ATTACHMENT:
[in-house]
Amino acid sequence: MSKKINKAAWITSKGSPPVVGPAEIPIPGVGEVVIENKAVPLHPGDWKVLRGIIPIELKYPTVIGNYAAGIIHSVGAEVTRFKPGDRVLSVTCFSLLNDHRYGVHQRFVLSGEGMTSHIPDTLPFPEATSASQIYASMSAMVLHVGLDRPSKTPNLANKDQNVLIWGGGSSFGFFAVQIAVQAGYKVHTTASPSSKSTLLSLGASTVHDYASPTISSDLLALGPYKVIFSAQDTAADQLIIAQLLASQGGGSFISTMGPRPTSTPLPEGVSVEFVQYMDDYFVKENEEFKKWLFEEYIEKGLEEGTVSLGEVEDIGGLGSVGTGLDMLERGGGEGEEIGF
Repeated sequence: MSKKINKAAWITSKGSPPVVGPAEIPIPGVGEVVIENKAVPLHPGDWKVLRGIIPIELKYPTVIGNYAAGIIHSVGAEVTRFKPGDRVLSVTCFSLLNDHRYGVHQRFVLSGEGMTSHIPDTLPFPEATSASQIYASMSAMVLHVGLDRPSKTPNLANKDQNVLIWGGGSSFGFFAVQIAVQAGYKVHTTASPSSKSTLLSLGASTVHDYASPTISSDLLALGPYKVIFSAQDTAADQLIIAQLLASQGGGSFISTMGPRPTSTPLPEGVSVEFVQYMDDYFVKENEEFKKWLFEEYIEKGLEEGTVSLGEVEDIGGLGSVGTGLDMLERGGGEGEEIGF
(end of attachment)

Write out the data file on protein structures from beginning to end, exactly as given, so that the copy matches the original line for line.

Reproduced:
[in-house]
Amino acid sequence: MSKKINKAAWITSKGSPPVVGPAEIPIPGVGEVVIENKAVPLHPGDWKVLRGIIPIELKYPTVIGNYAAGIIHSVGAEVTRFKPGDRVLSVTCFSLLNDHRYGVHQRFVLSGEGMTSHIPDTLPFPEATSASQIYASMSAMVLHVGLDRPSKTPNLANKDQNVLIWGGGSSFGFFAVQIAVQAGYKVHTTASPSSKSTLLSLGASTVHDYASPTISSDLLALGPYKVIFSAQDTAADQLIIAQLLASQGGGSFISTMGPRPTSTPLPEGVSVEFVQYMDDYFVKENEEFKKWLFEEYIEKGLEEGTVSLGEVEDIGGLGSVGTGLDMLERGGGEGEEIGF
Repeated sequence: MSKKINKAAWITSKGSPPVVGPAEIPIPGVGEVVIENKAVPLHPGDWKVLRGIIPIELKYPTVIGNYAAGIIHSVGAEVTRFKPGDRVLSVTCFSLLNDHRYGVHQRFVLSGEGMTSHIPDTLPFPEATSASQIYASMSAMVLHVGLDRPSKTPNLANKDQNVLIWGGGSSFGFFAVQIAVQAGYKVHTTASPSSKSTLLSLGASTVHDYASPTISSDLLALGPYKVIFSAQDTAADQLIIAQLLASQGGGSFISTMGPRPTSTPLPEGVSVEFVQYMDDYFVKENEEFKKWLFEEYIEKGLEEGTVSLGEVEDIGGLGSVGTGLDMLERGGGEGEEIGF